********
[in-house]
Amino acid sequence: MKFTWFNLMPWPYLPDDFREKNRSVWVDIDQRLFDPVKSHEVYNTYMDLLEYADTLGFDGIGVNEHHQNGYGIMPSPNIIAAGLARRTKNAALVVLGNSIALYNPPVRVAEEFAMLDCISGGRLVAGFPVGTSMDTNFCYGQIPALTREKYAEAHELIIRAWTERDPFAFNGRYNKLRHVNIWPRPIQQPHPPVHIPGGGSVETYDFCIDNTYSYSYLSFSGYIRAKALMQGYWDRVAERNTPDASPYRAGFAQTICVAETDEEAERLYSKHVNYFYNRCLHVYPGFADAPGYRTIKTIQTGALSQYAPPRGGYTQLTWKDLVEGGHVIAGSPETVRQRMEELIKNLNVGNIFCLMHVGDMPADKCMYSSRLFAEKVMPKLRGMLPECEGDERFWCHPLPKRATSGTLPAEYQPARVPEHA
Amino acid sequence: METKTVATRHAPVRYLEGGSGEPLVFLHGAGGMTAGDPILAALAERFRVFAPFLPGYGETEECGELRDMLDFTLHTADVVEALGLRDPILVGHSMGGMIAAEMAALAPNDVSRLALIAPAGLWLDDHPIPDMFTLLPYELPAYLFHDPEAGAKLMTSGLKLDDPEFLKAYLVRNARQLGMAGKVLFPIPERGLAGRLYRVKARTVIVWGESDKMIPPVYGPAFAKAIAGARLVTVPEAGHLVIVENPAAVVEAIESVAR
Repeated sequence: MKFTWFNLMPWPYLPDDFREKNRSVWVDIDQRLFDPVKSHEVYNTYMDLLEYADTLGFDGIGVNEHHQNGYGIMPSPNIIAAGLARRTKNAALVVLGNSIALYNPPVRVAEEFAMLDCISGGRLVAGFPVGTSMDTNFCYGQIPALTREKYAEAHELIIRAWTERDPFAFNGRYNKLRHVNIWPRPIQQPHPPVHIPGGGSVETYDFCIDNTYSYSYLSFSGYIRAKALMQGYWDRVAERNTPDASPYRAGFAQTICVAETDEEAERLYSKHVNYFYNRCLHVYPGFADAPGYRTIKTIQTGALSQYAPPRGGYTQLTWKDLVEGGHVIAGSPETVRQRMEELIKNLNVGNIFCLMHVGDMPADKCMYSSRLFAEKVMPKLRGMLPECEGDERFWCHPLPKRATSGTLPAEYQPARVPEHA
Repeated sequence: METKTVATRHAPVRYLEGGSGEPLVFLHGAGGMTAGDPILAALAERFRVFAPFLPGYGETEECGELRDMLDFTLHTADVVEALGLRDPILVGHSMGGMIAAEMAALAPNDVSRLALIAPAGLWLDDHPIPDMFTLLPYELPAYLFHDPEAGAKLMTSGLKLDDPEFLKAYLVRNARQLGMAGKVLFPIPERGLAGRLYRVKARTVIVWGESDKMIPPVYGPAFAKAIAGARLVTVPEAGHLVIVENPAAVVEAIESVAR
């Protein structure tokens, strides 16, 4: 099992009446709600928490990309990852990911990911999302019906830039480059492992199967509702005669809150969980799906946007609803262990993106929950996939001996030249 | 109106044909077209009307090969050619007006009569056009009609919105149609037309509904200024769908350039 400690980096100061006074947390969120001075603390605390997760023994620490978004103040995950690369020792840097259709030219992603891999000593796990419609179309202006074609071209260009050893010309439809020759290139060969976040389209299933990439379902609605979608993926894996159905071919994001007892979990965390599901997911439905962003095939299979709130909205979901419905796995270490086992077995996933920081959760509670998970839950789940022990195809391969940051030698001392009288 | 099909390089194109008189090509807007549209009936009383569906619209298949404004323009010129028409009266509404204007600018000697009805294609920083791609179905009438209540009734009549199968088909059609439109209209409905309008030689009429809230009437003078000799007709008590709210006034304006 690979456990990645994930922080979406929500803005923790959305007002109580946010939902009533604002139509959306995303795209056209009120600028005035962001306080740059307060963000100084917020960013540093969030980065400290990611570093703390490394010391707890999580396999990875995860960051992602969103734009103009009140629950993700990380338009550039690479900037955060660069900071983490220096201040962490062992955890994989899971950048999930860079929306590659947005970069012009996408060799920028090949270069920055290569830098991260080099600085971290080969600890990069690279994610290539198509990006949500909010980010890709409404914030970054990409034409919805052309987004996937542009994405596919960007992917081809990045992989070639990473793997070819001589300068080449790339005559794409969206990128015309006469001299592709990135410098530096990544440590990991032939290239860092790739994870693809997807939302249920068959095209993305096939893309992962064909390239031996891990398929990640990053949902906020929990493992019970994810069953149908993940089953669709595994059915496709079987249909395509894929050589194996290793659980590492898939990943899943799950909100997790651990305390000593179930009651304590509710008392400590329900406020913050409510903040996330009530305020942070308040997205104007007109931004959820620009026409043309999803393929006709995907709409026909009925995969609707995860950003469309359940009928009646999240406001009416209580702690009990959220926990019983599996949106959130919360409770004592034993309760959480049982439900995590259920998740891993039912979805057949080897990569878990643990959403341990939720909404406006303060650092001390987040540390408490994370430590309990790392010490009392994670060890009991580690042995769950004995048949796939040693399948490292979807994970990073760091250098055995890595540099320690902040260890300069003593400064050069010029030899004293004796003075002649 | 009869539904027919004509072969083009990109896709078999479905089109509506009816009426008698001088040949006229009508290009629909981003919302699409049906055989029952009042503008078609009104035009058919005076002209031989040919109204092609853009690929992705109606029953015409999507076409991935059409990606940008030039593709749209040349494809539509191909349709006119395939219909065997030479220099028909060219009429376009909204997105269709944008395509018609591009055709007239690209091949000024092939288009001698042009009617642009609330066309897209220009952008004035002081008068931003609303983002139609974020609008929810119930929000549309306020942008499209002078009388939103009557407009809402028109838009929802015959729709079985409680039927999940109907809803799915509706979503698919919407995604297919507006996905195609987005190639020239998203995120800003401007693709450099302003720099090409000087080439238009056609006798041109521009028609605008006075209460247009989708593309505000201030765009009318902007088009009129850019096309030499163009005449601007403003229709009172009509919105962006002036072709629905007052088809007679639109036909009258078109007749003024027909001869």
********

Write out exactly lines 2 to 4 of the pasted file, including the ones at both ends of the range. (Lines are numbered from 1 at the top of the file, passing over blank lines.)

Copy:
Amino acid sequence: MKFTWFNLMPWPYLPDDFREKNRSVWVDIDQRLFDPVKSHEVYNTYMDLLEYADTLGFDGIGVNEHHQNGYGIMPSPNIIAAGLARRTKNAALVVLGNSIALYNPPVRVAEEFAMLDCISGGRLVAGFPVGTSMDTNFCYGQIPALTREKYAEAHELIIRAWTERDPFAFNGRYNKLRHVNIWPRPIQQPHPPVHIPGGGSVETYDFCIDNTYSYSYLSFSGYIRAKALMQGYWDRVAERNTPDASPYRAGFAQTICVAETDEEAERLYSKHVNYFYNRCLHVYPGFADAPGYRTIKTIQTGALSQYAPPRGGYTQLTWKDLVEGGHVIAGSPETVRQRMEELIKNLNVGNIFCLMHVGDMPADKCMYSSRLFAEKVMPKLRGMLPECEGDERFWCHPLPKRATSGTLPAEYQPARVPEHA
Amino acid sequence: METKTVATRHAPVRYLEGGSGEPLVFLHGAGGMTAGDPILAALAERFRVFAPFLPGYGETEECGELRDMLDFTLHTADVVEALGLRDPILVGHSMGGMIAAEMAALAPNDVSRLALIAPAGLWLDDHPIPDMFTLLPYELPAYLFHDPEAGAKLMTSGLKLDDPEFLKAYLVRNARQLGMAGKVLFPIPERGLAGRLYRVKARTVIVWGESDKMIPPVYGPAFAKAIAGARLVTVPEAGHLVIVENPAAVVEAIESVAR
Repeated sequence: MKFTWFNLMPWPYLPDDFREKNRSVWVDIDQRLFDPVKSHEVYNTYMDLLEYADTLGFDGIGVNEHHQNGYGIMPSPNIIAAGLARRTKNAALVVLGNSIALYNPPVRVAEEFAMLDCISGGRLVAGFPVGTSMDTNFCYGQIPALTREKYAEAHELIIRAWTERDPFAFNGRYNKLRHVNIWPRPIQQPHPPVHIPGGGSVETYDFCIDNTYSYSYLSFSGYIRAKALMQGYWDRVAERNTPDASPYRAGFAQTICVAETDEEAERLYSKHVNYFYNRCLHVYPGFADAPGYRTIKTIQTGALSQYAPPRGGYTQLTWKDLVEGGHVIAGSPETVRQRMEELIKNLNVGNIFCLMHVGDMPADKCMYSSRLFAEKVMPKLRGMLPECEGDERFWCHPLPKRATSGTLPAEYQPARVPEHA